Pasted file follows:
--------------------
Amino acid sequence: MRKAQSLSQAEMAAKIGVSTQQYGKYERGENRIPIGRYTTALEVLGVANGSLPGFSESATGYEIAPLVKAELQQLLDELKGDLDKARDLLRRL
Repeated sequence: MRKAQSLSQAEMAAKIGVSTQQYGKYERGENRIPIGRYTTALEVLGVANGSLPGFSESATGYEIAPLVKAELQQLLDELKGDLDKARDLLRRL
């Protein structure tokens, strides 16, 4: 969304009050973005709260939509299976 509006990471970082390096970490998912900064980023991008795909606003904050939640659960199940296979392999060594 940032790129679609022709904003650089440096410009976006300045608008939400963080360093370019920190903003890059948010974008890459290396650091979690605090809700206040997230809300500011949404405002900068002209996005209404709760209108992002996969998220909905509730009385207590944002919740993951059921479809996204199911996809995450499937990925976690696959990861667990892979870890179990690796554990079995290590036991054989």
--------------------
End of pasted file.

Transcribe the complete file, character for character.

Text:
Amino acid sequence: MRKAQSLSQAEMAAKIGVSTQQYGKYERGENRIPIGRYTTALEVLGVANGSLPGFSESATGYEIAPLVKAELQQLLDELKGDLDKARDLLRRL
Repeated sequence: MRKAQSLSQAEMAAKIGVSTQQYGKYERGENRIPIGRYTTALEVLGVANGSLPGFSESATGYEIAPLVKAELQQLLDELKGDLDKARDLLRRL
């Protein structure tokens, strides 16, 4: 969304009050973005709260939509299976 509006990471970082390096970490998912900064980023991008795909606003904050939640659960199940296979392999060594 940032790129679609022709904003650089440096410009976006300045608008939400963080360093370019920190903003890059948010974008890459290396650091979690605090809700206040997230809300500011949404405002900068002209996005209404709760209108992002996969998220909905509730009385207590944002919740993951059921479809996204199911996809995450499937990925976690696959990861667990892979870890179990690796554990079995290590036991054989």